13. The method of claim 12, wherein said step of modifying said compensation signal using said first signal modifier to produce a first modified signal comprises passing said compensation signal through a first filter, and wherein said step of modifying said compensation signal using said second signal modifier to produce a second modified signal comprises passing said compensation signal through a second filter.
14. The method of claim 12, wherein said step of modifying said compensation signal using said first signal modifier comprises multiplying said compensation signal by a first gain value.
15. The method of claim 12, wherein said step of modifying said compensation signal using said second signal modifier comprises multiplying said compensation signal by a second gain value.
16. The method of claim 13, wherein said first filter comprises a high pass filter.
17. The method of claim 13, wherein said second filter comprises a low pass filter.
18. The method of claim 12, wherein said first actuator is a microactuator, and wherein said second actuator is a coarse actuator.
19. The method of claim 18, wherein said microactuator is selected from the group consisting of a piezoelectric actuator, and electromagnetic actuator, and an electrostatic actuator.
20. The method of claim 12, wherein said second actuator comprises a voice coil motor.
21. The method of claim 12, wherein the compensation signal is produced once per transition from seek operation to track following operation.
22. The method of claim 12, wherein the compensation signal is not produced during track following operations.
23. A disk drive having a dual-stage actuator, comprising:
a base;
a magnetic storage disk rotatably mounted to said base, wherein data is stored on said storage disk magnetically in concentric tracks, and wherein said tracks are divided into a plurality of data sectors;
an actuator arm comprising first and second members, wherein a first of said members is mounted to said base at a first end such that it is movable with respect to said magnetic storage disk, and wherein said second member is mounted to said first member such that it is movable with respect to said first member;
a transducer head coupled to said second member of said actuator arm, wherein said transducer head is capable of reading information from and writing information to said magnetic storage disk;
a coarse actuator for moving said first member of said actuator arm relative to said base;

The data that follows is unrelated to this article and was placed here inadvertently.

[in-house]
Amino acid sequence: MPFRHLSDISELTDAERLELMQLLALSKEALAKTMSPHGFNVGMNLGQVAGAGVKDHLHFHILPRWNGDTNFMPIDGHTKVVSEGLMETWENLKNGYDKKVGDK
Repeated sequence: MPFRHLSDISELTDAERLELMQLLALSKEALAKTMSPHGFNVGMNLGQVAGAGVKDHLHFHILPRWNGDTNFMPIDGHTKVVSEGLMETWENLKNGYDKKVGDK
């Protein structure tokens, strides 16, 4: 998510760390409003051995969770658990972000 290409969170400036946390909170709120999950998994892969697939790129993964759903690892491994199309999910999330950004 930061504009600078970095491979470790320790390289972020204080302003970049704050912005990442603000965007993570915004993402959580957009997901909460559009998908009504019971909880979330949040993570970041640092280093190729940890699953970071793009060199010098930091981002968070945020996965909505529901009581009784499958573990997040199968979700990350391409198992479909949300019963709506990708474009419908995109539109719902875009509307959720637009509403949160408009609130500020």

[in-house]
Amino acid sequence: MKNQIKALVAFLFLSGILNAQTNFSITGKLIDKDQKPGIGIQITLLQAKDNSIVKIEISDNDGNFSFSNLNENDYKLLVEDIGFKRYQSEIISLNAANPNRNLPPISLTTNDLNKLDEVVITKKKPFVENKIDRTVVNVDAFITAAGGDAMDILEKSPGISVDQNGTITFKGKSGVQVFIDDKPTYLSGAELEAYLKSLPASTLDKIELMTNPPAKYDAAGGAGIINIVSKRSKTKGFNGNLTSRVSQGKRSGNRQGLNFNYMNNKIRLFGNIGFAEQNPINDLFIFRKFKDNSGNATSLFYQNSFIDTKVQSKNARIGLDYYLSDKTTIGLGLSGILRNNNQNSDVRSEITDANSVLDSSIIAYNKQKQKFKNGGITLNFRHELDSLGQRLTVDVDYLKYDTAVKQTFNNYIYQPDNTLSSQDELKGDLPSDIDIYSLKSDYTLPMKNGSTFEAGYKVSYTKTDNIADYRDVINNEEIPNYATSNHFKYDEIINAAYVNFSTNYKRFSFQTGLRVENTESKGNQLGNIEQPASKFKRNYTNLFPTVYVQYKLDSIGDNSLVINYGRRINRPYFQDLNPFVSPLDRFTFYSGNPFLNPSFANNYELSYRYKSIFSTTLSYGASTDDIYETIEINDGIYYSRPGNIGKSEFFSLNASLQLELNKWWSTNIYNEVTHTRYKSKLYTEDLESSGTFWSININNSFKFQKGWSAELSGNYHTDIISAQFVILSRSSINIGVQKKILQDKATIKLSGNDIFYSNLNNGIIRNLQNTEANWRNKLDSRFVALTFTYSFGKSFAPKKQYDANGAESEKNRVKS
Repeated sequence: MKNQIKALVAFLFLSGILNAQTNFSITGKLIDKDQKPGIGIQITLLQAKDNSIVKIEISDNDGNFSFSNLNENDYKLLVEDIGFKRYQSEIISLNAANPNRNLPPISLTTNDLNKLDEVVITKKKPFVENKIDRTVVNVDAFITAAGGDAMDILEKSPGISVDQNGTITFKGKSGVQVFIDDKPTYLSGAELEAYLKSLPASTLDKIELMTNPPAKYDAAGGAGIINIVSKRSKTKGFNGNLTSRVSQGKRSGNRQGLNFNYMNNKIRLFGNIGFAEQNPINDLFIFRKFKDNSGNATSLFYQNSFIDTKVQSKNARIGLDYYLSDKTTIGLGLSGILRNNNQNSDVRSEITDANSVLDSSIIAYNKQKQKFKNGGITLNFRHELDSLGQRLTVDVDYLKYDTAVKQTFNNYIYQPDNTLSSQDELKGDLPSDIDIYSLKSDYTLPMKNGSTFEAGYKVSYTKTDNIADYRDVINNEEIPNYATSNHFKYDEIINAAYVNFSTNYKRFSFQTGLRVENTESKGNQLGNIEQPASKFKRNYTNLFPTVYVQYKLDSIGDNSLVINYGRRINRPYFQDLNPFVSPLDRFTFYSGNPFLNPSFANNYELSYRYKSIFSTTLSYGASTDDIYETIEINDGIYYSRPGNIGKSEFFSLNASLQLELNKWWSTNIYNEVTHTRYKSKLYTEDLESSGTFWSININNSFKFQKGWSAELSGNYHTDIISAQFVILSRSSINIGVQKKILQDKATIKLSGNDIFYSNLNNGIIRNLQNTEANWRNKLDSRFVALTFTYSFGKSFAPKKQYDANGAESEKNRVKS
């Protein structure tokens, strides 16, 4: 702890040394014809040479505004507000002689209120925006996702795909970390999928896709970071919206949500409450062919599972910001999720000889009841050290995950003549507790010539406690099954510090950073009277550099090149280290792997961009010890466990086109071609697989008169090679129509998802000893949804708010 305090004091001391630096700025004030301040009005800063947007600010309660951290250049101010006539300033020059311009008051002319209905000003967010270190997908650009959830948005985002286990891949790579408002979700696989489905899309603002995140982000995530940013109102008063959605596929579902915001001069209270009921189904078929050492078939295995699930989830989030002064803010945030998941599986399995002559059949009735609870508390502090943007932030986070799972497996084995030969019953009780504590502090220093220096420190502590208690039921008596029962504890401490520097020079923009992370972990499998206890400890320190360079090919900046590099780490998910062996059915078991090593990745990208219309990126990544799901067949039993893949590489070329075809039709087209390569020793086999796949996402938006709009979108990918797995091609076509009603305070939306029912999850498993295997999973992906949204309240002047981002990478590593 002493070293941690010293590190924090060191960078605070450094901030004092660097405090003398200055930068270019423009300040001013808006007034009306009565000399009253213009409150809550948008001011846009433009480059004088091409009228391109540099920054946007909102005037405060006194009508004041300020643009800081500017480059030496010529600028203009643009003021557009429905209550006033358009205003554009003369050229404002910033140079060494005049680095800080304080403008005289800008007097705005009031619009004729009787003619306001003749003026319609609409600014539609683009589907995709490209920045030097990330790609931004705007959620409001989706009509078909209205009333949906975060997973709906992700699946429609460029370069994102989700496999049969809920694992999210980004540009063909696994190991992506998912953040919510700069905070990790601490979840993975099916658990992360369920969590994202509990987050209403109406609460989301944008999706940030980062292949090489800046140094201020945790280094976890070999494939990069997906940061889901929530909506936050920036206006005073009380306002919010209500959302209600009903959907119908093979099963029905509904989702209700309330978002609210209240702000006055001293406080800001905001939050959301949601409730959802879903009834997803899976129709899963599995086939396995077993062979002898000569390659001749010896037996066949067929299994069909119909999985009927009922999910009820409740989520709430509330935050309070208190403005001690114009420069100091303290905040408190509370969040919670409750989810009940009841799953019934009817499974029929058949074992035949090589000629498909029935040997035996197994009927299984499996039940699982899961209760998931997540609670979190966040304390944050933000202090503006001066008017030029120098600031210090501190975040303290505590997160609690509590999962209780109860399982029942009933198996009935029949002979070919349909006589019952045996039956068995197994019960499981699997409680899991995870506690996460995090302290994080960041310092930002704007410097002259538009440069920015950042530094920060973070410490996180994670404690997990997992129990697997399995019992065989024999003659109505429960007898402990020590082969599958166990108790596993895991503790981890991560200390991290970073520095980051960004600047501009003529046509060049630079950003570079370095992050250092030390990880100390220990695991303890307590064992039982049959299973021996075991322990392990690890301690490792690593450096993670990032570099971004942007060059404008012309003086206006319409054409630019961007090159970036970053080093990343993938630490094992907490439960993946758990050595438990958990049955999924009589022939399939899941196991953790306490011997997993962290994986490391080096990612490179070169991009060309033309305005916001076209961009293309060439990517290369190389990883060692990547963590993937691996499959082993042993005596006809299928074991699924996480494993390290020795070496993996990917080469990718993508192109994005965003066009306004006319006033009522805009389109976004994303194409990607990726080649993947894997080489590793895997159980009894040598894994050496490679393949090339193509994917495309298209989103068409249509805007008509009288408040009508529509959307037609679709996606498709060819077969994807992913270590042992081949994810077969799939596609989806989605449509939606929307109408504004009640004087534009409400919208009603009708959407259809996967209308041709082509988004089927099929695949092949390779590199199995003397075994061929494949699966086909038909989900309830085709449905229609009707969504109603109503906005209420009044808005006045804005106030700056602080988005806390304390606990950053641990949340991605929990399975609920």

a microactuator for moving said second member of said actuator arm relative to said first member of said actuator arm, wherein said transducer head is capable of addressing said concentric tracks by operation of at least one of said coarse actuator and said microactuator;
a controller for selectively actuating said coarse actuator and said microactuator to position said transducer head over a selected concentric track; and
a channel for processing and transmitting a signal from said transducer head to on board electronics and for transmitting a signal from said host computer to said transducer head, wherein following a seek operation a positional signal read by said transducer head and derived from a servo burst is modified by an initial value compensator to produce a compensation signal no more than once per seek operation, and wherein said compensation signal is provided to first and second signal modifiers, wherein a first modified signal produced by said first signal modifier is provided to said microactuator, and wherein a second modified signal produced by said second signal modifier is provided to said coarse actuator.
24. The disk drive of claim 23, wherein said first signal modifier multiplies said compensation signal by a gain amount to produce said first modified signal.
25. The disk drive of claim 23, wherein said second signal modifier multiplies said compensation signal by a second gain amount to produce said second modified signal.
26. The disk drive of claim 23, wherein said first signal modifier comprises a filter.
27. The disk drive of claim 23, wherein said second signal modifier comprises a filter.
28. The disk drive of claim 23, wherein said first signal modifier comprises a high pass filter.
29. The disk drive of claim 23, wherein said second signal modifier comprises a low pass filter.
30. The disk drive of claim 23, wherein said microactuator is selected from the group consisting of a piezoelectric actuator, and electromagnetic actuator, and an electrostatic actuator.
31. The disk drive of claim 23, wherein said coarse actuator comprises a voice coil motor.
32. The disk drive of claim 23, wherein the compensation signal is produced once per transition from seek operation to track following operation.